My electronics workbench was missing one crucial component: a power supply. For years I’d got by as a broke student testing my projects with an assortment of DC adaptors, LiPos, AAs, small buck/boost converters and linear regulators. But enough was enough. I had been bitten by no current limit enough times: it was time to make a bench power supply. But why make one instead of buying it?
- I wanted a combined linear and switched mode supply (explained below)
- At the start of the project, making always seems cheaper than buying
Switched mode bench power supplies are great as they’re super efficient and can serve up buckets of power on demand. But if I’m working on audio/RF stuff, the ripple of a switched mode supply can be pretty unhelpful. So I wanted my power supply to have one linear output and one switched output.
I figured the cheapest rugged chassis I could easily get my hands on was a stereo audio amplifier. I picked up a faulty old Kenwood unit on ebay for less than £10. The nice thing about using an existing bit of electronics gear is that I could reuse the transformer and heatsink [shoutout to TPAI for the idea].
For the switched mode supply, I used this buck converter that I’ve written about previously; it has current limiting and a serial command port, making it easy to feed commands from an Arduino. The linear supply was cobbled together around a LT1083. A 24V mains SMPS unit powers these two output stages normally, but there’s the option to switch their input to the 40V rectified transformer output if higher voltage is required. In general I tried to make the whole thing from fairly modular blocks which could be connected as required.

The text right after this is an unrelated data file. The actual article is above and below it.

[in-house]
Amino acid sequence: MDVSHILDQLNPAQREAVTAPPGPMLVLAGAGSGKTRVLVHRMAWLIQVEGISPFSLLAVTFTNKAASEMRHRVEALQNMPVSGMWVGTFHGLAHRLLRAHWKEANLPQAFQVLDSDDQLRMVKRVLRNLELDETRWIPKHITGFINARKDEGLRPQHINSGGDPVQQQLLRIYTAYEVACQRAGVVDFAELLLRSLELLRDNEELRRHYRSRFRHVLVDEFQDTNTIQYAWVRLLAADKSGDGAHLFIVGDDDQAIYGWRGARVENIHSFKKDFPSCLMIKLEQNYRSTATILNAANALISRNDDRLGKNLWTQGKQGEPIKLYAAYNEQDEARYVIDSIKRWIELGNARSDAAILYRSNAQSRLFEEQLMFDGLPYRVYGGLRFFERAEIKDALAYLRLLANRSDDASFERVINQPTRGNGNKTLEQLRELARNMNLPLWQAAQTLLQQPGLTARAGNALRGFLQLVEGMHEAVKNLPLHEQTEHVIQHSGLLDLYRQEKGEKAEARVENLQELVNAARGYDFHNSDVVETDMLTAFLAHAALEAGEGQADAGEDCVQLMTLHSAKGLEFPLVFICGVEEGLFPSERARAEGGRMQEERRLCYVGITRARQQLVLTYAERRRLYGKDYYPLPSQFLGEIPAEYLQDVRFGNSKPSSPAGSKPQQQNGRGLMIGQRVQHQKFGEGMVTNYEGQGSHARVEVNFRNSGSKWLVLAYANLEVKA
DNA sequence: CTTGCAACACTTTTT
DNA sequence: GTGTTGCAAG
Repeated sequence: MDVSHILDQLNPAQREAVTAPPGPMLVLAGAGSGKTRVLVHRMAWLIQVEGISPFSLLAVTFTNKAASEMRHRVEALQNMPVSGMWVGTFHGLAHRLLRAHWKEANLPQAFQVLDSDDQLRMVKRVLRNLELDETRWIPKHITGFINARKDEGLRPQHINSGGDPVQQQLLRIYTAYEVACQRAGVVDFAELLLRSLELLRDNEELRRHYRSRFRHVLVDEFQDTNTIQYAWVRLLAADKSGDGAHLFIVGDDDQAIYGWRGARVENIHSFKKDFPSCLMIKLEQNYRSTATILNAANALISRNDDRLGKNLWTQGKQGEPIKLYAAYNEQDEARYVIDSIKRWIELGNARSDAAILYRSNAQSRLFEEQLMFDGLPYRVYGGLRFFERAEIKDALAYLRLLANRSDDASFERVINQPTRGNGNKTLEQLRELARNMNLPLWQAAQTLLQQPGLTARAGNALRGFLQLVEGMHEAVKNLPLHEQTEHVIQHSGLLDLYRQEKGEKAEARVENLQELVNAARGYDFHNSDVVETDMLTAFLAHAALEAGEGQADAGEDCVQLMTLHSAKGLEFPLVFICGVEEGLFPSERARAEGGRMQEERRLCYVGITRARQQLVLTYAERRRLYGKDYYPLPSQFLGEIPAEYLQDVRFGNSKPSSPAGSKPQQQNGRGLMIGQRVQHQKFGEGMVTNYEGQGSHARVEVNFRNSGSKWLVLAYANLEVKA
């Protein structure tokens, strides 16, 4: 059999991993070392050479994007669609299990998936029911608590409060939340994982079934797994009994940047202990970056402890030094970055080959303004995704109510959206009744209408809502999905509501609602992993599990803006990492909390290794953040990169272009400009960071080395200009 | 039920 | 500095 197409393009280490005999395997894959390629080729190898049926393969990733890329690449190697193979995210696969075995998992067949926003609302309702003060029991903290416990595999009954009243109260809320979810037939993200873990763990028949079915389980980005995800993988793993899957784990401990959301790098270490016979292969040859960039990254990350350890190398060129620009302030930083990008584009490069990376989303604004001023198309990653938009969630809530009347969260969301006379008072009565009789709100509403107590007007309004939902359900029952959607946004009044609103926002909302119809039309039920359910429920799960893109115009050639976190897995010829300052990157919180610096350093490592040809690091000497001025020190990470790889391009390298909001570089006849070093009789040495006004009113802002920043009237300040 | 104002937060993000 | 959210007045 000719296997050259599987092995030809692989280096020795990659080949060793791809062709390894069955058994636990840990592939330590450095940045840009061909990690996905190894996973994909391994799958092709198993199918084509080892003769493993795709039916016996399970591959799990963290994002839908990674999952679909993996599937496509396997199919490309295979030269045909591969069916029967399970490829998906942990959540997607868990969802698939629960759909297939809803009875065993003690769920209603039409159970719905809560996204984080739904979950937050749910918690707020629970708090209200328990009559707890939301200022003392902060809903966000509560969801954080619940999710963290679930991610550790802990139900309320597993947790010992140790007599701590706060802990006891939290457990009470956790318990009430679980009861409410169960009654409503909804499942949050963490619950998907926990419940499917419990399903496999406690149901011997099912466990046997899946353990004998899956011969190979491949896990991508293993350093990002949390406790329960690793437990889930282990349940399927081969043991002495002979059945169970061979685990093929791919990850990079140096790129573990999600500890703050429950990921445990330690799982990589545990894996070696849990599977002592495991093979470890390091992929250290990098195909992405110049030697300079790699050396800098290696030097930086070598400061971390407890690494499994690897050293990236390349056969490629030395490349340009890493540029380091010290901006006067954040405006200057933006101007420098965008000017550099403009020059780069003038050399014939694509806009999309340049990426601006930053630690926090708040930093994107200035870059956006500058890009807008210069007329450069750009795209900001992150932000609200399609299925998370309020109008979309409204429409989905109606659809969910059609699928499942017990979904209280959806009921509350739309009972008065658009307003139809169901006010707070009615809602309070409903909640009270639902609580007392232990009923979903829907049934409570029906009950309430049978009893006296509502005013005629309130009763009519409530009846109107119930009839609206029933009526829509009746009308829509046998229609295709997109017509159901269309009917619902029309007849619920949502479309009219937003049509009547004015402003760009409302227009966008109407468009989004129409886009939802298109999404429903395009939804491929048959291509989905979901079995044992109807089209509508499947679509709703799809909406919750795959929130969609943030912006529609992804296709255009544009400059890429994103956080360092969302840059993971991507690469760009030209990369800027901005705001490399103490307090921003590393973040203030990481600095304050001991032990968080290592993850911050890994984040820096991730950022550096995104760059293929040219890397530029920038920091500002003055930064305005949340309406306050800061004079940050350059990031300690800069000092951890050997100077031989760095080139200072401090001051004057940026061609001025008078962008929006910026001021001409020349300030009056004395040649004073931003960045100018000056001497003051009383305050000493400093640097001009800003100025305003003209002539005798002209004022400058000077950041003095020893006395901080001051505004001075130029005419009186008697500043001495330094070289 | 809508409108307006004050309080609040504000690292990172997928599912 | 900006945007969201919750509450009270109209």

An Arduino mega is the brains, it provides the UI on a small TFT screen, sends commands to the buck converter, reads the front panel rotary encoders and samples some external ADCs to keep an eye on things.
This project was quite fun to build from a hardware point of view as it was just joining up the dots between different modules. Proper grounding had to be taken care of, since the original amplifier only had a line cord with no earth – as is typical of this type of audio gear. I fitted a kettle lead socket and grounded the chassis, but kept the switched mode and linear PSU floating.
From a software point of view there was nothing particularly complex going on, but getting all the different blocking IO tasks to run in a single-threaded control loop whilst remaining user-responsive took some time.
Overall I’m pleased with the result, and whilst making it was frustrating at times, I enjoy the process of building and understanding my own equipment.